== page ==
Some campus groups criticized the process and the Board of Governors implemented the current sexual violence policy on Dec. 1, 2016. Two open letters demanding policy changes, one before the policy enactment and a second following, were drafted by students and signed by many stakeholders and sent to university administration.

The Not Our Policy campaign arose in the aftermath of the policy’s creation, with students advocating for changes before the end of the semester.

Where’s the story now?—Jen Sugar, Carleton director of student affairs, has said some of the changes being demanded by the campaign are not feasible. Sugar also said Carleton will follow the timeline for policy review mandated by the policy, which calls for a policy review every three years, not as frequently as the Not Our Policy campaign advocated for.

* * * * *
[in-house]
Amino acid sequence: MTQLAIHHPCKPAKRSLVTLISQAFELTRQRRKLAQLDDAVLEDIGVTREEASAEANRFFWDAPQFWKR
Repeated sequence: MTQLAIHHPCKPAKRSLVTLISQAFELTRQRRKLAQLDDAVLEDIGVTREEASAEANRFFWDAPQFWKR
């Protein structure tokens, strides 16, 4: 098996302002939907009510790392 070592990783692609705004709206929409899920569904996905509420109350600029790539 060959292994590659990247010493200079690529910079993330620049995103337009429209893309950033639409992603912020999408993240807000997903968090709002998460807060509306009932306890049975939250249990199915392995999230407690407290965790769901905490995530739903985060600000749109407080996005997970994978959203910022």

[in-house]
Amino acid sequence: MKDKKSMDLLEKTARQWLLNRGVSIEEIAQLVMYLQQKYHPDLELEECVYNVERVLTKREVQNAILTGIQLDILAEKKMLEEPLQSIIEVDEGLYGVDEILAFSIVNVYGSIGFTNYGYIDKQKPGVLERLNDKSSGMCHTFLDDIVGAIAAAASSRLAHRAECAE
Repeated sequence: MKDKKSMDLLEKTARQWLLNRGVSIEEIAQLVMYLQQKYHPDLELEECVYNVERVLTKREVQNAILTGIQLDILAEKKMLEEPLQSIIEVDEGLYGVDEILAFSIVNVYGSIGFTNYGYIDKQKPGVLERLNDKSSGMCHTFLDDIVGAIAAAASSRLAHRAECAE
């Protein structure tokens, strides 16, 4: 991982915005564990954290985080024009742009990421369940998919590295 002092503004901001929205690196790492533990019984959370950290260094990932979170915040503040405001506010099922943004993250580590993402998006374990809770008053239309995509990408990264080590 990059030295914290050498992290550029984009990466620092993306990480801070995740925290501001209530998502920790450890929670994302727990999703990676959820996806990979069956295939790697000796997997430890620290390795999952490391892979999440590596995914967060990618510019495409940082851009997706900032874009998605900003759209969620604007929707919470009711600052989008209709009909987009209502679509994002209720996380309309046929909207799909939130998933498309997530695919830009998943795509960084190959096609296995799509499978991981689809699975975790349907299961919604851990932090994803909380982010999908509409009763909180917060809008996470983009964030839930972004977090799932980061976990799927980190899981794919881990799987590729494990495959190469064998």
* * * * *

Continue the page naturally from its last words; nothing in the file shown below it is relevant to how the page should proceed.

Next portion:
The Women’s-Only Gym Hour

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The Where’s Our Women’s-Only Gym Hour campaign sparked discussion with the launch of a campaign for the implementation of women’s-only gym hours at the university fitness centre in November.

The campaign called for students to respond to a survey for gauging interest, with plans to bring the topic to Carleton Athletics if enough interest from the survey was gathered. In particular, campus discussion over the issue became increasingly heated and polarized online. After the survey closed, the campaign switched directions to suit the feedback the campaign received.

Where’s the story now?—Instead of lobbying for hours in the fitness centre reserved for only women, the campaign has shifted towards championing for women’s fitness programs, improving sensitivity training, and promoting Carleton women’s sports. The campaign has also successfully installed a women’s-only fitness hour offered three times a week held in a room outside of the fitness centre.

Resignation of Carleton president Roseann Runte